It was a scenario that confronted Perkins in Atlanta in 1996, having taken gold in the 1500m in Barcelona four years earlier.
While Chalmers has endured a disrupted preparation for Tokyo courtesy of the raging pandemic that all athletes are dealing with, Perkins had a nightmare lead-up of his own making for the 1996 Games.
He missed selection for the 400m freestyle, despite being the reigning world record holder and silver medallist from 1992. While he made the team for the 1500m, he struggled so badly in the Atlanta Games heats he only made it into the final as the eighth-fastest qualifier.
In a swim that has been etched into Olympics folklore, Perkins, from lane eight, produced a comeback of Lazarus proportions to take the gold medal, leading home Daniel Kowalski in an Australian 1-2.
Now the president of Swimming Australia, Perkins said his mindset in defending a title had been far removed from four years earlier in Barcelona.
“It’s a very different experience. You’ll hear this from athletes in any sport, but the big difference is the first one is much easier than the second or third,” he told Wide World of Sports.
“The more you have to defend, the harder and harder it gets.
“When you’re the hunter you’ve got something to aim for, something to pursue, benchmarks to reach and break through. When you’re the leader, it can be easy to lose focus and direction.”
Olympics dreams are made or shattered by the barest of margins. Had Perkins’ heat time of 15:21.42 been just a quarter of a second slower, he would have missed the Atlanta final altogether, with Germany’s Steffen Zesner lining up in lane eight instead.
“At the Olympic level, the difference between a gold medal and not making the final is measured in milliseconds,” Perkins explained.
“I certainly went through it, and you see a lot of other athletes go through it as well. I think where it’s more acutely obvious is the fact the Olympics are once every four years, or five years in this case.
“There’s plenty of great athletes who compete in sports where they have annual opportunities, they get the feedback very quickly if they’re losing direction.
“But you can lose a year or two in an Olympic preparation without getting that reminder to get your head down.”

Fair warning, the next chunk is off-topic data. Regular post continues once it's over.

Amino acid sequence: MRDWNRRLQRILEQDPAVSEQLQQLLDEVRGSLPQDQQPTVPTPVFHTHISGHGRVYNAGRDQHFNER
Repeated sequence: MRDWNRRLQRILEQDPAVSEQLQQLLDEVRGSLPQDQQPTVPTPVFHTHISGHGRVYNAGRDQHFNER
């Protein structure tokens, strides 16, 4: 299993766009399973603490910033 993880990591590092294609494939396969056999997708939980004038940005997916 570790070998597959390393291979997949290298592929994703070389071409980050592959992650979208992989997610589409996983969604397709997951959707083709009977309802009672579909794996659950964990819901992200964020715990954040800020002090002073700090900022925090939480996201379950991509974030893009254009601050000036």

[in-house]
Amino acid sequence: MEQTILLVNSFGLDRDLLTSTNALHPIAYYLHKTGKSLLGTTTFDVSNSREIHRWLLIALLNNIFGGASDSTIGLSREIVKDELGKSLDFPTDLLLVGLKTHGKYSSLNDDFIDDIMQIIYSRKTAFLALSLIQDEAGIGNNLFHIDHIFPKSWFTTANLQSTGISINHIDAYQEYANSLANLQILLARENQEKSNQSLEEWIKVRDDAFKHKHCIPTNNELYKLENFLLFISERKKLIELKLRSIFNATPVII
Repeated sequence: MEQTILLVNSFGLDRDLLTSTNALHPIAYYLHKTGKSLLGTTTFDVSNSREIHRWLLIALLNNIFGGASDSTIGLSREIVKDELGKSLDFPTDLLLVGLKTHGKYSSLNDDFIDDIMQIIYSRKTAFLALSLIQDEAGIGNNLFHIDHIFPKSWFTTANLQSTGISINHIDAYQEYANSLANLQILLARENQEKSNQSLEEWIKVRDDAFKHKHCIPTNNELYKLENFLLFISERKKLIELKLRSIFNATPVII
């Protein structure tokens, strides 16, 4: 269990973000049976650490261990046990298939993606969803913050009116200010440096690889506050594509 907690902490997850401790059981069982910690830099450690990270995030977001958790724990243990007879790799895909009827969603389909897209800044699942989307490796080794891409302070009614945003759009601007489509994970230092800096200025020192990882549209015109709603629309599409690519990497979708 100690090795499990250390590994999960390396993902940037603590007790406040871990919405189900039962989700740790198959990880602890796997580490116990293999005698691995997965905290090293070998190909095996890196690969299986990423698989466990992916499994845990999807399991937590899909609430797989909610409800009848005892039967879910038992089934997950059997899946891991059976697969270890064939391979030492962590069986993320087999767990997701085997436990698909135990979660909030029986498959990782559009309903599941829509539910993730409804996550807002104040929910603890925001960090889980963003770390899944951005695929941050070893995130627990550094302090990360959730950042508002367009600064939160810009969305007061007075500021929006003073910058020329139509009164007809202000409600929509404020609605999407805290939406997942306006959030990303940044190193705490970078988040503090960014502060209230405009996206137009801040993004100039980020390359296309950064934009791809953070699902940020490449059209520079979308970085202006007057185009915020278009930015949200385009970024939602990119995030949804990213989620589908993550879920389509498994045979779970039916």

Losing direction is something Perkins is very conscious of. He attributes his struggles in the lead-up to Atlanta to a loss of focus as far back as 1994.
“Coming out of the 1994 world championships and Commonwealth Games, I started thinking solely about the Olympic final in 1996,” he said.
“In the lead-up to pretty much every meet before then, every day, every week, every month, I had a meet or some level of competition to focus on.
“Then I had a two-year gap to Atlanta. I started focusing on this final that was in the distant future, as opposed to today and what I needed to do right now.
“As a consequence, I just wasn’t working at the same level of intensity that I had previously.”
Perkins explains that the difficulty of remaining focused on the Olympics has been magnified this time around, following the 12-month delay caused by the COVID-19 pandemic.
At the start of 2020, the Games were just six months away, before the decision was taken to postpone them until 2021.
The dual Olympic gold medallist noted that those who haven’t been fazed by disruptions and setbacks will likely shine in Tokyo.
“You’ve got to be able to focus on what you can control,” he said.
“Our athletes in Tokyo will be tested regularly and wearing masks all the time, they’re going to have to engage in a process that is very different to what an Olympics would normally be like.
“You can get frustrated and annoyed by that and allow it to disrupt you, or you can accept it, recognise that it is what it is, and focus on what you can do to manage it.
“When you’ve got eight finalists standing on the blocks for an Olympic final, how they’ve handled the disruptions will be a significant defining factor between the winner and the losers.”
Having competed at three Olympics and attended four others, Perkins knows better than most that every Games is different.
Whether that be the climate of the host country, the culture, even the layout of the Olympic village, each Games is unique. But the 47-year-old says the rookies may actually have an advantage this time around.
“If this is your first Olympics, you don’t know any better,” he explained.
“You’re not going to be particularly perturbed by it, whereas those athletes who have been before, those differences will be really acute for them.
“There’s probably a higher risk of the differences being a negative influence on the returning athletes.”
Describing himself somewhat modestly as “just a washed-up old swimmer”, Perkins is more than happy to share his extensive experience with today’s stars.
“I’d like to think there’s lessons there for the current team but it’s one of the inexorable truths of time that we’re talking 25 years ago! That’s a really long time ago, especially when you’re talking to young athletes,” he laughed.
“I’m sure our coaches and athletes have got more contemporary examples they can draw from.”
Pressed for a prediction for Tokyo, Perkins hinted that this year’s Games will throw up more surprises than normal.
“The inescapable truth, of course, is that this preparation has been so different from anything that we’ve seen before, so more than usual we won’t know where we stand until competition is underway,” he said.
“That’s always the case for an Olympics, but even more so this time around.”
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